Pennsylvania Marks Child Support Enforcement Awareness Month
HARRISBURG, Pa., Aug. 1, 2012 /PRNewswire-USNewswire/ — Pennsylvania observes August as Child Support Enforcement Awareness month as its Child Support program continues to exceed federal standards designed to make sure children get the child support they deserve Secretary Gary D. Alexander announced today.
“Once again Pennsylvania is the only state in the nation to meet or exceed all the federal thresholds created to help children receive the financial support they are entitled to,” Alexander said. “And Pennsylvania continues to serve those children with an eye on efficiency, recording one of the lowest administrative costs for child support collections in the country.”
Governor Tom Corbett highlighted this continued and exemplary success in a proclamation that officially marks August as Child Support Enforcement Awareness Month.
The Department of Public Welfare’s Bureau of Child Support Enforcement administers Pennsylvania’s child support collection and enforcement efforts through cooperative agreements with the 67 county Courts of Common Pleas’ Domestic Relations Sections. Under federal rules, five measures must be adequately met:
- Determining the paternity of the child;
- Establishing child support orders through the local courts;
- Collecting current monthly child support;
- Collecting overdue child support; and
- Being cost-effective in the administration of child support collection.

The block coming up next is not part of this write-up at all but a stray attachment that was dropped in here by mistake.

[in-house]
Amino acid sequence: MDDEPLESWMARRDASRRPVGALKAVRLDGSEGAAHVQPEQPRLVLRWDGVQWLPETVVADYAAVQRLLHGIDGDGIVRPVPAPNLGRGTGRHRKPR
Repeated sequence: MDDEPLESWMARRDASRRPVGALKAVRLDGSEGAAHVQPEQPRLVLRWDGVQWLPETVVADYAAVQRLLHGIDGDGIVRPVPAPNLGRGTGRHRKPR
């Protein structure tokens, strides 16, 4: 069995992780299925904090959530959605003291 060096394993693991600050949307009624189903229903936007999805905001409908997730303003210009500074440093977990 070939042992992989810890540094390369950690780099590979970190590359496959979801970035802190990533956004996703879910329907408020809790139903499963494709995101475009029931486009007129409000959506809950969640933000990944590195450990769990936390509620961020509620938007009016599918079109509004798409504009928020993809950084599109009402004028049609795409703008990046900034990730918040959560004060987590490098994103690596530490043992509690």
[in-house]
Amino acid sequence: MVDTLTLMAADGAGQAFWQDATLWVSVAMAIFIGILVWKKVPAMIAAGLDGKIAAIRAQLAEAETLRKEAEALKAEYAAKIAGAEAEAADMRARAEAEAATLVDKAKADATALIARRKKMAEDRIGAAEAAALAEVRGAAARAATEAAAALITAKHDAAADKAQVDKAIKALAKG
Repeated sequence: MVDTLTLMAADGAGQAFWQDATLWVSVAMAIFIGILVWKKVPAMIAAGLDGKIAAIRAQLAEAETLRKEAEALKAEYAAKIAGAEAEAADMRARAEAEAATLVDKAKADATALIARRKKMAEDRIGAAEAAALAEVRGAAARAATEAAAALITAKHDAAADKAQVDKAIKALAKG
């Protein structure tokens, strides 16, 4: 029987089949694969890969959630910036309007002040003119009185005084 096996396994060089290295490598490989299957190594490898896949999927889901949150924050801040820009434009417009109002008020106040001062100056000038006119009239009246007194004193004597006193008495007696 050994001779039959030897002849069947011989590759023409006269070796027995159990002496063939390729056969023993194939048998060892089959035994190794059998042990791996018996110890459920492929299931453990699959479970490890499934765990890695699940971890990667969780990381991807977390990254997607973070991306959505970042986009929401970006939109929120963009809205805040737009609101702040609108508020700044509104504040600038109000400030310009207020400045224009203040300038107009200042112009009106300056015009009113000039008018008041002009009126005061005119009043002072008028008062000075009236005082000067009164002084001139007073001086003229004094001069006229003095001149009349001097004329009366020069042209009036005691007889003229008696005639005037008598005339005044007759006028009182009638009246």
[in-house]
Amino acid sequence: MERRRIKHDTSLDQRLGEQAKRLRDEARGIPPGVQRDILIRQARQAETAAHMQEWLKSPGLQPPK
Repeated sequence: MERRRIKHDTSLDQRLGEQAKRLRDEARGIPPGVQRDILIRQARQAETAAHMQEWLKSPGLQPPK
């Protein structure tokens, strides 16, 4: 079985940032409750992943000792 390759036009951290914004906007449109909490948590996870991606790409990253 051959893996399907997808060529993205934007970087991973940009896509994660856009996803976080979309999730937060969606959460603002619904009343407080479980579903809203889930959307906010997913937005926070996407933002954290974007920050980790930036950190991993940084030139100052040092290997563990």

For every dollar Pennsylvania spends for child support collections, it collects $5.80, surpassing the national average of $5.10.The average amount of child support collected per case, $3,233, also exceeds the national average by $1,477.
Pennsylvania disbursed $1.55 billion in child support collections to custodial parents in 2010-11.
“The committed efforts of our county court workers and welfare department employees to get child support to custodial parents ensure thousands of children can live in a more secure environment,” Alexander said. “Research also shows parents involved financially with their children are more involved in a child’s overall life.”
For more information about the Department of Public Welfare and the child support program, visit the department’s website at www.dpw.state.pa.us. Pennsylvanians who suspect welfare fraud should call 1-800-932-0582.
Media contact: Carey Miller and Donna Kirker Morgan, 717-425-7606
SOURCE Pennsylvania Department of Public Welfare